Asian Aid has grown to be a flourishing program in six countries in Asia. Maisie Fook saw the huge needs in South Korea 50 years ago and founded the effort. Helen Eager, a determined woman who longed to help hurting children and girls, has given her life for the precious children she loves. She lives with them, having left her comfortable home and family. The program provides schooling, homes, medical help, sponsorships, and a future for hundreds of vulnerable children.

Many other good projects exist around the world that focus on vulnerable girls and boys, helping them to be safe from terrifying human and sex trafficking industries (see sidebar). Numerous web-based resources provide a comprehensive picture of the whole sordid subject.

What Can the Rest of Us Do?

Pray. This is the bottom line for all we are and do: “Pray continually” (1 Thess. 5:17). Ellen White wrote: “Prayer is the key in the hand of faith to unlock heaven’s storehouse, where are treasured the boundless resources of Omnipotence.”* God hears the call of His children.

Some of these trafficked people don’t know how to pray, or whom to pray to. We can pray for them. We can petition heaven to show us what to do and how to help. Pray for wisdom and for a soft heart.

Give: Many projects and programs are doing their best to help these precious people. Ask God to show you which one you might support. Find a way to donate regularly to the program you believe is appropriate and worthy. Look online and add your voice in petitions to free the trafficked and enslaved people of the earth. Speak up in your community and your church and invite others to join you in these campaigns. Remember: most trafficked people cannot speak for themselves; the Bible tells us to speak for them. “Speak up for those who cannot speak for themselves. . . . Defend the rights of the poor and needy” (Prov. 31:8, 9).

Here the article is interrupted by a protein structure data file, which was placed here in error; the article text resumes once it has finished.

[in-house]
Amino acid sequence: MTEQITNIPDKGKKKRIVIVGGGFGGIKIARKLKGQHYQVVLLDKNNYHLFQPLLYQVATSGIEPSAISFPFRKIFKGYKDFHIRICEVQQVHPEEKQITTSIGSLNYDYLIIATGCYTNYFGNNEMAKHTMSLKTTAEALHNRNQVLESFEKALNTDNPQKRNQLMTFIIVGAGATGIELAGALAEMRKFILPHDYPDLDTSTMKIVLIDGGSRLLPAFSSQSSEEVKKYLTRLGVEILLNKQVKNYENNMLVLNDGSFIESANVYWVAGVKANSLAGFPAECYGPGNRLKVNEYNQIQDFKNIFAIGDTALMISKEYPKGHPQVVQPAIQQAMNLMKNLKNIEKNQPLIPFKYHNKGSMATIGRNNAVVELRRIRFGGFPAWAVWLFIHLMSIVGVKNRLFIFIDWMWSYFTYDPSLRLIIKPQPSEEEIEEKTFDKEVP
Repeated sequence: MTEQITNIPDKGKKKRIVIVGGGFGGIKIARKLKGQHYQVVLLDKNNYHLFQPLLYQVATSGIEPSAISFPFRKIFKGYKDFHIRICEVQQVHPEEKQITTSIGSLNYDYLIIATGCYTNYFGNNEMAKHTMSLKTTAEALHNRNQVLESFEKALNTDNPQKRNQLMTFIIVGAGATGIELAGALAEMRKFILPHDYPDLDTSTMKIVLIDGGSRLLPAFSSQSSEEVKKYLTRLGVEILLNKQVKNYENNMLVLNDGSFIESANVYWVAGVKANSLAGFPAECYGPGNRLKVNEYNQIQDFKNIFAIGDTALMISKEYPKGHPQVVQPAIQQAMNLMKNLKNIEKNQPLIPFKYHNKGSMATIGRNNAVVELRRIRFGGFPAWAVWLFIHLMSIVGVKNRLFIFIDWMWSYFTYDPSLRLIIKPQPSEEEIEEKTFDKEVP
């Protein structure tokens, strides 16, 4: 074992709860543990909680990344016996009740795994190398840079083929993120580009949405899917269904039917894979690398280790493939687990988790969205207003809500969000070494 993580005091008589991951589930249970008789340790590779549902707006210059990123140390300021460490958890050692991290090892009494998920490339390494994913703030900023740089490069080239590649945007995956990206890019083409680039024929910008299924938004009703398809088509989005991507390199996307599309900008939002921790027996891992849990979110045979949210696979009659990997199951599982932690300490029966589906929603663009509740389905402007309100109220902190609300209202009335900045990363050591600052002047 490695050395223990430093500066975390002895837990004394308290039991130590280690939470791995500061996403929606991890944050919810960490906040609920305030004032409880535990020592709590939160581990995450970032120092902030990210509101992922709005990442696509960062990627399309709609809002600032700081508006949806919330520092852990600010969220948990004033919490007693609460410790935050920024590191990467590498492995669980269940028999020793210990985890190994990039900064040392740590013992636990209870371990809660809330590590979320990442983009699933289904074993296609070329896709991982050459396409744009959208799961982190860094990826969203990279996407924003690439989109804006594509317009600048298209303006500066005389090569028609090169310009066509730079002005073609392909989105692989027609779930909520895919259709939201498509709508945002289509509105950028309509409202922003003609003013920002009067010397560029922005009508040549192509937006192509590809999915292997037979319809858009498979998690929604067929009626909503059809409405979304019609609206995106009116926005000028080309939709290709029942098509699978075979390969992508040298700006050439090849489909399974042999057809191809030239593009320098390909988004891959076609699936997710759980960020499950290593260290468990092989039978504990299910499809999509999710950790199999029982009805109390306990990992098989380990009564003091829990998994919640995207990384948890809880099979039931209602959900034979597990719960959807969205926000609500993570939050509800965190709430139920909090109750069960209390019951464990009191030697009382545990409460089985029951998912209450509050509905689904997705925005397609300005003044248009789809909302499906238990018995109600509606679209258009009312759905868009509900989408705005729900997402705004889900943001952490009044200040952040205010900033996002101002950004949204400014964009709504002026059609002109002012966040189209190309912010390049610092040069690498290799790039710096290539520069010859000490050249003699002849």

Go: You might feel convicted to do something more than pray and give. You might wish to go and help. Check online for projects that directly help free trafficked people. Offer your services, offer your money and time, offer to go and assist in whatever way is suitable for you. Join ADRA, join a charity or volunteer to help in an appropriate way. If God is calling you, go. “ ‘Whom shall I send? And who will go for us?’ And I said, ‘Here am I. Send me’ ” (Isa. 6:8).

* Ellen G. White, Steps to Christ (Mountain View, Calif.: Pacific Press Pub. Assn., 1956), pp. 94, 95,

A mother of three, and grandmother of five, Joy Marie Butler lives in Papua New Guinea with her missionary husband.